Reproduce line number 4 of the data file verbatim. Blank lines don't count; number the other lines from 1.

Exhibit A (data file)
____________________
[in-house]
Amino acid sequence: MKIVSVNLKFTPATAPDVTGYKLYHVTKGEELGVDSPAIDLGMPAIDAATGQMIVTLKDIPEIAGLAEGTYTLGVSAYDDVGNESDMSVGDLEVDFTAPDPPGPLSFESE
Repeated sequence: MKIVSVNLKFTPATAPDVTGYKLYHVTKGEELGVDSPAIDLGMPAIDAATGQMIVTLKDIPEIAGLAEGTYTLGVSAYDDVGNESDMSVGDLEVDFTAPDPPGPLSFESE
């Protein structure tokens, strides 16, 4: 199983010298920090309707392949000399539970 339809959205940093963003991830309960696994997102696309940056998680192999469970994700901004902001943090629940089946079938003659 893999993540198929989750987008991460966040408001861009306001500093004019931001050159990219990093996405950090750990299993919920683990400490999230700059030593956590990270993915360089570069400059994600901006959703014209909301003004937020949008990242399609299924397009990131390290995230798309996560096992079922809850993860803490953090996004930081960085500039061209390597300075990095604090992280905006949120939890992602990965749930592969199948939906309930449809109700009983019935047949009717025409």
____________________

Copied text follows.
């Protein structure tokens, strides 16, 4: 199983010298920090309707392949000399539970 339809959205940093963003991830309960696994997102696309940056998680192999469970994700901004902001943090629940089946079938003659 893999993540198929989750987008991460966040408001861009306001500093004019931001050159990219990093996405950090750990299993919920683990400490999230700059030593956590990270993915360089570069400059994600901006959703014209909301003004937020949008990242399609299924397009990131390290995230798309996560096992079922809850993860803490953090996004930081960085500039061209390597300075990095604090992280905006949120939890992602990965749930592969199948939906309930449809109700009983019935047949009717025409």